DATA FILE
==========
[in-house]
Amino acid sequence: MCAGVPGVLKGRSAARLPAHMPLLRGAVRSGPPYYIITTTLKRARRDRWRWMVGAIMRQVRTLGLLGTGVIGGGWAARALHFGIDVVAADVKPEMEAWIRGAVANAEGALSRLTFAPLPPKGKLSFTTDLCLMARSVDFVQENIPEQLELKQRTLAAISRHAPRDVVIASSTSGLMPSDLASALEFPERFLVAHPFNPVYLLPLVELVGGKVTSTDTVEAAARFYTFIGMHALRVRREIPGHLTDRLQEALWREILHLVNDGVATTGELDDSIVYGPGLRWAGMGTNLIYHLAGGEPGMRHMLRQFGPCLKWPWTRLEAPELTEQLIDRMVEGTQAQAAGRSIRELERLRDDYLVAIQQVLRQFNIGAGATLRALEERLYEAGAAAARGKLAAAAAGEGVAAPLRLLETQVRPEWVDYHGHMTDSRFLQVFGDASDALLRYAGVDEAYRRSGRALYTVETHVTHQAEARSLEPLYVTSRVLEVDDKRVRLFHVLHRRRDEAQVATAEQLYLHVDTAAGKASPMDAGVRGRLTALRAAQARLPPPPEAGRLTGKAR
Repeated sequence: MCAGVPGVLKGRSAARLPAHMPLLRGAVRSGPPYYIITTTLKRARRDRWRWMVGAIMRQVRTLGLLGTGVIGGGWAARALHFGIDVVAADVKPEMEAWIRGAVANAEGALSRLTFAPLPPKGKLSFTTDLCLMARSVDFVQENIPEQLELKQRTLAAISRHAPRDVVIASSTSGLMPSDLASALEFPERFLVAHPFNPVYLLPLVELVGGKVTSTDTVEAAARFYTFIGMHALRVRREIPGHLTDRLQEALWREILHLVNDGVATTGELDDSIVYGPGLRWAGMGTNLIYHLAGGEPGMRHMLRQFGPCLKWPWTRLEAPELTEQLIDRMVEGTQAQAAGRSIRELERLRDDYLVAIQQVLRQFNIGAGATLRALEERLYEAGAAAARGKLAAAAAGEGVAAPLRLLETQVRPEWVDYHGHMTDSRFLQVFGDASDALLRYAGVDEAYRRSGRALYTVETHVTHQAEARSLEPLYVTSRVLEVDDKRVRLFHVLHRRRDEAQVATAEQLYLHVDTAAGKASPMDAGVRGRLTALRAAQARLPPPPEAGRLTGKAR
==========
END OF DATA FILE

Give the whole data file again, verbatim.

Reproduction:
[in-house]
Amino acid sequence: MCAGVPGVLKGRSAARLPAHMPLLRGAVRSGPPYYIITTTLKRARRDRWRWMVGAIMRQVRTLGLLGTGVIGGGWAARALHFGIDVVAADVKPEMEAWIRGAVANAEGALSRLTFAPLPPKGKLSFTTDLCLMARSVDFVQENIPEQLELKQRTLAAISRHAPRDVVIASSTSGLMPSDLASALEFPERFLVAHPFNPVYLLPLVELVGGKVTSTDTVEAAARFYTFIGMHALRVRREIPGHLTDRLQEALWREILHLVNDGVATTGELDDSIVYGPGLRWAGMGTNLIYHLAGGEPGMRHMLRQFGPCLKWPWTRLEAPELTEQLIDRMVEGTQAQAAGRSIRELERLRDDYLVAIQQVLRQFNIGAGATLRALEERLYEAGAAAARGKLAAAAAGEGVAAPLRLLETQVRPEWVDYHGHMTDSRFLQVFGDASDALLRYAGVDEAYRRSGRALYTVETHVTHQAEARSLEPLYVTSRVLEVDDKRVRLFHVLHRRRDEAQVATAEQLYLHVDTAAGKASPMDAGVRGRLTALRAAQARLPPPPEAGRLTGKAR
Repeated sequence: MCAGVPGVLKGRSAARLPAHMPLLRGAVRSGPPYYIITTTLKRARRDRWRWMVGAIMRQVRTLGLLGTGVIGGGWAARALHFGIDVVAADVKPEMEAWIRGAVANAEGALSRLTFAPLPPKGKLSFTTDLCLMARSVDFVQENIPEQLELKQRTLAAISRHAPRDVVIASSTSGLMPSDLASALEFPERFLVAHPFNPVYLLPLVELVGGKVTSTDTVEAAARFYTFIGMHALRVRREIPGHLTDRLQEALWREILHLVNDGVATTGELDDSIVYGPGLRWAGMGTNLIYHLAGGEPGMRHMLRQFGPCLKWPWTRLEAPELTEQLIDRMVEGTQAQAAGRSIRELERLRDDYLVAIQQVLRQFNIGAGATLRALEERLYEAGAAAARGKLAAAAAGEGVAAPLRLLETQVRPEWVDYHGHMTDSRFLQVFGDASDALLRYAGVDEAYRRSGRALYTVETHVTHQAEARSLEPLYVTSRVLEVDDKRVRLFHVLHRRRDEAQVATAEQLYLHVDTAAGKASPMDAGVRGRLTALRAAQARLPPPPEAGRLTGKAR